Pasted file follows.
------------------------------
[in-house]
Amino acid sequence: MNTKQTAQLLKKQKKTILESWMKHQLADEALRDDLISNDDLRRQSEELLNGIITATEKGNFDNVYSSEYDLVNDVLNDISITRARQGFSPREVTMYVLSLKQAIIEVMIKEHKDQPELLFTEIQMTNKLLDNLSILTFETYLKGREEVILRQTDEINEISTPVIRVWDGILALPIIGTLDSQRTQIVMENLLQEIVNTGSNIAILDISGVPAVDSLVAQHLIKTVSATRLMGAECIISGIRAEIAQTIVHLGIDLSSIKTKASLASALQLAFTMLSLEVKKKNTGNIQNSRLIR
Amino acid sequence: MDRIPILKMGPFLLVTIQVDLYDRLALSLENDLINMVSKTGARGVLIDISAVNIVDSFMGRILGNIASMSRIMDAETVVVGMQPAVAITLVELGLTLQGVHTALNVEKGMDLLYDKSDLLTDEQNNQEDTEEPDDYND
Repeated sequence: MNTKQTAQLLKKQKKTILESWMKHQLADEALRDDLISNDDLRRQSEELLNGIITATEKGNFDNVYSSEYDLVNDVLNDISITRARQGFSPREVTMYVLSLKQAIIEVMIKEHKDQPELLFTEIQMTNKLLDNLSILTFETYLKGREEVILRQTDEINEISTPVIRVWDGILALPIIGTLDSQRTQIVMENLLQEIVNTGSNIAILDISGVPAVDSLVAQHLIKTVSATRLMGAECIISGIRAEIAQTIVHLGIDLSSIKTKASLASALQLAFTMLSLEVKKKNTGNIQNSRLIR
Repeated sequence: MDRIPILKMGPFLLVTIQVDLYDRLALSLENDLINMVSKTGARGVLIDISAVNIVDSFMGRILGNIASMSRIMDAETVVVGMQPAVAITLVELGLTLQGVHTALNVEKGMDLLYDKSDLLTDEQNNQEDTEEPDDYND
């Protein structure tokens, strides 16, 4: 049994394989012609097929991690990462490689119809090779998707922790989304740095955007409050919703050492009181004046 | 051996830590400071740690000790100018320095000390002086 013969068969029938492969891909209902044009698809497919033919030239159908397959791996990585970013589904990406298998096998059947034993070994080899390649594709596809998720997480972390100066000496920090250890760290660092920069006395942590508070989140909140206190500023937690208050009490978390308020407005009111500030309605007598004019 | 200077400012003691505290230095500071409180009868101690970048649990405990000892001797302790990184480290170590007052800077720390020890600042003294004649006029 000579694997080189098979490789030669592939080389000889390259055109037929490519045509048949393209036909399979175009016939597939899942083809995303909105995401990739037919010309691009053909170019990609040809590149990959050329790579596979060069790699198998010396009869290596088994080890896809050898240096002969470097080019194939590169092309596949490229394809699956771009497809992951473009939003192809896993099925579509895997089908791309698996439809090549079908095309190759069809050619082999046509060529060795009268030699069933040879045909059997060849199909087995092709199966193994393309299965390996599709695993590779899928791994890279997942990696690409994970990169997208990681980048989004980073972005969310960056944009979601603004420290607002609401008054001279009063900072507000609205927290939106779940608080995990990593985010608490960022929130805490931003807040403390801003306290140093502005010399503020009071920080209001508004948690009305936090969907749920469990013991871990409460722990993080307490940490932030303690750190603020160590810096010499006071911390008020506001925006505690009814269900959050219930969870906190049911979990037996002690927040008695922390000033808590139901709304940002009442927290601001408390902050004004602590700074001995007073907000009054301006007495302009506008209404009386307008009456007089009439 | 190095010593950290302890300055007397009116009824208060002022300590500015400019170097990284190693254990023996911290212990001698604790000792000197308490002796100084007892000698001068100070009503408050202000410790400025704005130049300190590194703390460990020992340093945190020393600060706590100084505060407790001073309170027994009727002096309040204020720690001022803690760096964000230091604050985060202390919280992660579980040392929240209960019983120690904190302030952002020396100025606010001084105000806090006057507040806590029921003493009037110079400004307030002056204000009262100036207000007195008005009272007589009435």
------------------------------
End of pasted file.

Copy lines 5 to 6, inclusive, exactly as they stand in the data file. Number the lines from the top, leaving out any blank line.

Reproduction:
Repeated sequence: MDRIPILKMGPFLLVTIQVDLYDRLALSLENDLINMVSKTGARGVLIDISAVNIVDSFMGRILGNIASMSRIMDAETVVVGMQPAVAITLVELGLTLQGVHTALNVEKGMDLLYDKSDLLTDEQNNQEDTEEPDDYND
């Protein structure tokens, strides 16, 4: 049994394989012609097929991690990462490689119809090779998707922790989304740095955007409050919703050492009181004046 | 051996830590400071740690000790100018320095000390002086 013969068969029938492969891909209902044009698809497919033919030239159908397959791996990585970013589904990406298998096998059947034993070994080899390649594709596809998720997480972390100066000496920090250890760290660092920069006395942590508070989140909140206190500023937690208050009490978390308020407005009111500030309605007598004019 | 200077400012003691505290230095500071409180009868101690970048649990405990000892001797302790990184480290170590007052800077720390020890600042003294004649006029 000579694997080189098979490789030669592939080389000889390259055109037929490519045509048949393209036909399979175009016939597939899942083809995303909105995401990739037919010309691009053909170019990609040809590149990959050329790579596979060069790699198998010396009869290596088994080890896809050898240096002969470097080019194939590169092309596949490229394809699956771009497809992951473009939003192809896993099925579509895997089908791309698996439809090549079908095309190759069809050619082999046509060529060795009268030699069933040879045909059997060849199909087995092709199966193994393309299965390996599709695993590779899928791994890279997942990696690409994970990169997208990681980048989004980073972005969310960056944009979601603004420290607002609401008054001279009063900072507000609205927290939106779940608080995990990593985010608490960022929130805490931003807040403390801003306290140093502005010399503020009071920080209001508004948690009305936090969907749920469990013991871990409460722990993080307490940490932030303690750190603020160590810096010499006071911390008020506001925006505690009814269900959050219930969870906190049911979990037996002690927040008695922390000033808590139901709304940002009442927290601001408390902050004004602590700074001995007073907000009054301006007495302009506008209404009386307008009456007089009439 | 190095010593950290302890300055007397009116009824208060002022300590500015400019170097990284190693254990023996911290212990001698604790000792000197308490002796100084007892000698001068100070009503408050202000410790400025704005130049300190590194703390460990020992340093945190020393600060706590100084505060407790001073309170027994009727002096309040204020720690001022803690760096964000230091604050985060202390919280992660579980040392929240209960019983120690904190302030952002020396100025606010001084105000806090006057507040806590029921003493009037110079400004307030002056204000009262100036207000007195008005009272007589009435």